Sunday, December 16, 2018

Keeping Optimism in Check.

Recently I decided to start buying parts to restore Rosetta, my abused Washburn A20. I immediately checked and was amazed at the absolute wealth of parts coming in from East Asia. After a few weeks of research, reading tons of reviews and deep self debating over whether I should really buy all these unbranded, exceedingly cheap parts I started biting the bullet one part (or set) at a time.

The most crucial part of any guitar build would be, in my opinion, the pickups. My tonal goal is to get as close to a Les Paul(ish) tone as I can while keeping a vintage look, with a secondary goal of being able to split them with push/pull pots, like a stock A20. Ideally I wanted either chrome covered pickups or a cream on cream DiMarzio style, again like the stock A20 pickups, albeit without the DiMarzio price. However finding humbuckers that fit all these criteria proved difficult to find at anything below a big name brand price.

After reading a lot of positive reviews I settled on a set of chrome covered pickups that were only $12 shipped. I knew they were single conductor, but if the over one hundred reviews were to be believed I figured I couldn't go wrong. Sure, these were Chinese made, but they were coming directly from Amazon, how bad could it get? One word: very!

Upon arrival they were packed facing each other and placed in two bags, so I figured they were packaged well and they should be totally fine. I was wrong, way wrong. They were packaged well, but that doesn't mean they weren't dropped in the factory and kicked around the floor a little prior to being packaged.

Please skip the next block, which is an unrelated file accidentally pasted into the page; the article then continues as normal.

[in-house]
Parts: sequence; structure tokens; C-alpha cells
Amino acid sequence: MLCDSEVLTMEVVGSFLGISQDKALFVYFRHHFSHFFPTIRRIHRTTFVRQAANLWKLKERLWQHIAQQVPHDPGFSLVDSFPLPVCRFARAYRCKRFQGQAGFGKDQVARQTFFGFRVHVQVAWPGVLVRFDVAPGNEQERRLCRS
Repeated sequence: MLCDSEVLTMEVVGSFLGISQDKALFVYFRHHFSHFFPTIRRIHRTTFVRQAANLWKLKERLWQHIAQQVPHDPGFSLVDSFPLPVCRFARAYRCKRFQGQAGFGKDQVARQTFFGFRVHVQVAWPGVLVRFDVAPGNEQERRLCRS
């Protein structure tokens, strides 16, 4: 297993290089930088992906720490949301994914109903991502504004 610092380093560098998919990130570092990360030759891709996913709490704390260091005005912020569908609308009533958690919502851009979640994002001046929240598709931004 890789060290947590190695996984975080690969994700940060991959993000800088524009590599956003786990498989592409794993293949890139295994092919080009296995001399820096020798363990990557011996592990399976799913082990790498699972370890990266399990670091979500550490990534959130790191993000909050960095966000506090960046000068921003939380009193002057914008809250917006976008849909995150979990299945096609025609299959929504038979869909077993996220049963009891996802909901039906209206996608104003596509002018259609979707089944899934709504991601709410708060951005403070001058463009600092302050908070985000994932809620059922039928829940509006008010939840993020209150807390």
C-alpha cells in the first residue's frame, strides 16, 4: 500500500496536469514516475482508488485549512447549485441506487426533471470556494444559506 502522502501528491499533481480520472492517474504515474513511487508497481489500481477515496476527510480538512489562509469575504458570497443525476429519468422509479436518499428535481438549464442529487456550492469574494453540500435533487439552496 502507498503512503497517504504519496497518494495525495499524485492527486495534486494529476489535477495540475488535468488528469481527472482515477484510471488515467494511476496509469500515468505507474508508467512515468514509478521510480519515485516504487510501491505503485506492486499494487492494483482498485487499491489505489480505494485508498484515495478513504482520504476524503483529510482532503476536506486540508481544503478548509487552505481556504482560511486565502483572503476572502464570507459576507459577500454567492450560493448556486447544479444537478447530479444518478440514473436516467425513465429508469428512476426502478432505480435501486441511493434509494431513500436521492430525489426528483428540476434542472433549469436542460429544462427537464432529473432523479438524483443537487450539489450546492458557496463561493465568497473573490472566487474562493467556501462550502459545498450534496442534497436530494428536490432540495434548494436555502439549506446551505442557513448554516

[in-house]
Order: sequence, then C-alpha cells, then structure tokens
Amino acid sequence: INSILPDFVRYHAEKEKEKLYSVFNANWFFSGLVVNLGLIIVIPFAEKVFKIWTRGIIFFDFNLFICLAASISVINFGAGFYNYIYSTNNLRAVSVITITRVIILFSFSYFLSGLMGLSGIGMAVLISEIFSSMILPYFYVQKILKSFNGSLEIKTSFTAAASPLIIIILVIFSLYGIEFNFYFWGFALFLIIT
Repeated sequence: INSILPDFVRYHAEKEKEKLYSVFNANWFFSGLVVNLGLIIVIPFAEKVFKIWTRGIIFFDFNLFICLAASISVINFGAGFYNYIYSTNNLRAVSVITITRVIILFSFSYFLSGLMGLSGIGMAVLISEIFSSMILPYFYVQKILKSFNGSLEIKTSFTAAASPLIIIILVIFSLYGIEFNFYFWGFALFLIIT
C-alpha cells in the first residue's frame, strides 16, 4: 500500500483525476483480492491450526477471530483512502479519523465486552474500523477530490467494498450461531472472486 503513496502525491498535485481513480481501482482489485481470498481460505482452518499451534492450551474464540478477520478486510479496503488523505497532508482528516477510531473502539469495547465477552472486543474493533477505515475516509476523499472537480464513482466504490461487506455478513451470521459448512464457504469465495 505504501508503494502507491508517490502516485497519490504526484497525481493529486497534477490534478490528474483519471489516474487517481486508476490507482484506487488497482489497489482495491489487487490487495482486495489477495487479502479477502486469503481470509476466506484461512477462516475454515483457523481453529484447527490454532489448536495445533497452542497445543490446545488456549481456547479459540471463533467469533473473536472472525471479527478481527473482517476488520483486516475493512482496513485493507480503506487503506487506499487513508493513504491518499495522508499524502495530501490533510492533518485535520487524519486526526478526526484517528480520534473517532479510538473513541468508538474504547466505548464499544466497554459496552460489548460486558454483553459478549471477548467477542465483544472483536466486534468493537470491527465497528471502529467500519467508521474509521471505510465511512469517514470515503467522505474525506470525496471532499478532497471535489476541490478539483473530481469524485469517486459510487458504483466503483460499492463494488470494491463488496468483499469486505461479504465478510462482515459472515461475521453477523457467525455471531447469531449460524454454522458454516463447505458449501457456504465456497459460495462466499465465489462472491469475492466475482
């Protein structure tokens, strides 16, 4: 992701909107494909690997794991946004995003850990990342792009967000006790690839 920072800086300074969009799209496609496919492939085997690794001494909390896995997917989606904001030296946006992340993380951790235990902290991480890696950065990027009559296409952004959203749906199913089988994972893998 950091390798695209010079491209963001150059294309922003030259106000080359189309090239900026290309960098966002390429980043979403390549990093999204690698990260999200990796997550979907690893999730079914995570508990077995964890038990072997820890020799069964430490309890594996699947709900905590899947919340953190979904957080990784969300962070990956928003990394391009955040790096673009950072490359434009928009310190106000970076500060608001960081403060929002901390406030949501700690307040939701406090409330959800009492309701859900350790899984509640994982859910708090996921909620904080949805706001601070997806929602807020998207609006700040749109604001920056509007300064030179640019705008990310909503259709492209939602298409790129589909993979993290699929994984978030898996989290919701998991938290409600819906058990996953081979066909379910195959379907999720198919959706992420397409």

I wasn't happy with the damage, but I figured at the very worst I could relic them and make them look old and well used, so all hope was not completely lost. In my optimistic haste I asked Amazon if I could get a partial refund and keep them, as I still had hopes for them, which sealed my fate of ownership. The only guitar that I could test these in was my Ibanez RG, being the only guitar that was fully ready and had a humbucker neck route. After installing them I plugged into my Fender Mustang Mini and everything sounded really nice. The tone was full and bright, but it wasn't until I had the chance to plug into my half stack and crank the volume that things started to fall apart and fall apart quickly.

Before with stock Pickups
After with No Brand Pickups

The listing said the neck would be 9k resistance and the bridge would be 16k, but when I checked them the neck was 13k and the bridge was flip-flopping between 12.5-12.8k, I decided to install them anyways. Almost immediately there was feedback from the pickups. All but the outside of the covers were covered in wax. How could these things NOT be potted!? So now not only are they dented, they're microphonic and trying to dial in anything that wasn't complete and utter mud was impossible. I guess that's the difference between a single 6.5" speaker and a closed-back cabinet with four 12" speakers.

After removing these pickups from the RG I noticed the cover for the bridge pickup was rattling, I'm assuming it had broken loose in the fall that caused the damage on the front. After carefully prying the cover off I noticed absolutely no wax whatsoever between the cover and the pickup itself. However, I also noticed the pickup was actually black and cream, which isn't my ideal color combo but it's better than the black on black I assumed it would be. The fun discoveries didn't stop there as I could clearly see where the two coils were connected, giving me hope I could split that, extend the wire and make this pickup a four conductor pickup, maybe. I later took the cover off the neck pickup and found essentially the same, no wax whatsoever to be found anywhere within the cover or on the faces of the bobbins, but this time the pickup was black and white. Not exactly what I wanted, but still not boring black on black.